“It may be a criminal offence under the Aadhaar Act itself. But, if the UIDAI has compromised the data, the UIDAI is not going to prosecute itself,” the advocate told Patriot.
Meanwhile, the Justice Srikrishna Committee, appointed by the ministry of electronics and information technology, is working on framing a law on data protection, of which Aadhaar would just be a subset, as explained by the chairman, Justice BN Srikrishna. Currently, it is inviting comments on the white paper from various stakeholders.
Apart from a submission by 20 advocates, Mozilla, the creator of open source browser Firefox, has written to the committee stressing the urgent need to have a policy.
The right to be forgotten
The privacy judgment highlights the significance of the right to be forgotten in the digital era, when the internet stores everything. Yet, the bench did not approve of the right for archival and research reasons. The way our intimate data has been shared with private entities, it is critical to recognise the right to informational self-determination, as was also argued by Divan in the privacy hearings.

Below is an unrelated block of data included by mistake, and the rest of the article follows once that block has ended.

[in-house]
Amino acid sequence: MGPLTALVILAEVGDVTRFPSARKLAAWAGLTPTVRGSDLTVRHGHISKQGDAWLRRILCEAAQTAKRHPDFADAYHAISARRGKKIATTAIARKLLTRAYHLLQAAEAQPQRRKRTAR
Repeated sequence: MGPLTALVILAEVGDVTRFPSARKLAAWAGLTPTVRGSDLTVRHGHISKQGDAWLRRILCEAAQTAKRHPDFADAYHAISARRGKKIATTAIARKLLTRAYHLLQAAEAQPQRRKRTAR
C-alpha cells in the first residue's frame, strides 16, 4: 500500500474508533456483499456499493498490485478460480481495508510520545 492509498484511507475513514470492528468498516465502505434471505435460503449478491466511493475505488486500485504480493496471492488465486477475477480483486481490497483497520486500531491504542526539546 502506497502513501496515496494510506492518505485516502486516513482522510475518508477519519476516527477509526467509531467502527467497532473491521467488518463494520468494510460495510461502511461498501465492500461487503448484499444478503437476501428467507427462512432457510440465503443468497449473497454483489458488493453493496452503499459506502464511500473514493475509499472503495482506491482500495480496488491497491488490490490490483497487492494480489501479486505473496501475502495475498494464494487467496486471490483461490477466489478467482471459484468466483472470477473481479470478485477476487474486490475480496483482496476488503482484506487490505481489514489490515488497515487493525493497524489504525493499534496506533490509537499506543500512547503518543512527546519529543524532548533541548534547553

In Aadhaar’s first hearing, Divan submitted how mandating Aadhaar will make government the ultimate ruler, hollow out the Constitution and take away citizens’ rights merely for not having the 12-digit number. Whether the government will track an individual is a secondary thing, but to have the architecture, which can build electronic trails of a person through cross-linking databases, is dangerous beyond imagination.
The central data can be “designed to track transactions across the life of the citizens” and “will enable the state to profile citizens… assess their habits and silently influence their behaviour”, including “to stifle dissent and influence political decision-making”. Thus, the state gets a “switch to cause civil death of an individual”.
“Privacy is one of the most important rights to be protected both against state and non-state actors,” the privacy judgment stated.
“They can go on multiplying these IDs,” giggles Yashwant Sinha, the former finance minister. “We have PAN, we have TIN, we have all kind of acronyms. I have no doubt that this scheme is meant for surveillance. The companies already register themselves with the Company’s Act, income tax, and GST now. On top of it all, to ask for another special registration for this ID, doesn’t make sense to me,” Sinha tells Patriot. He believes there’s already enough infrastructure in place for enterprises in India, setting up another ID is mere waste of resources.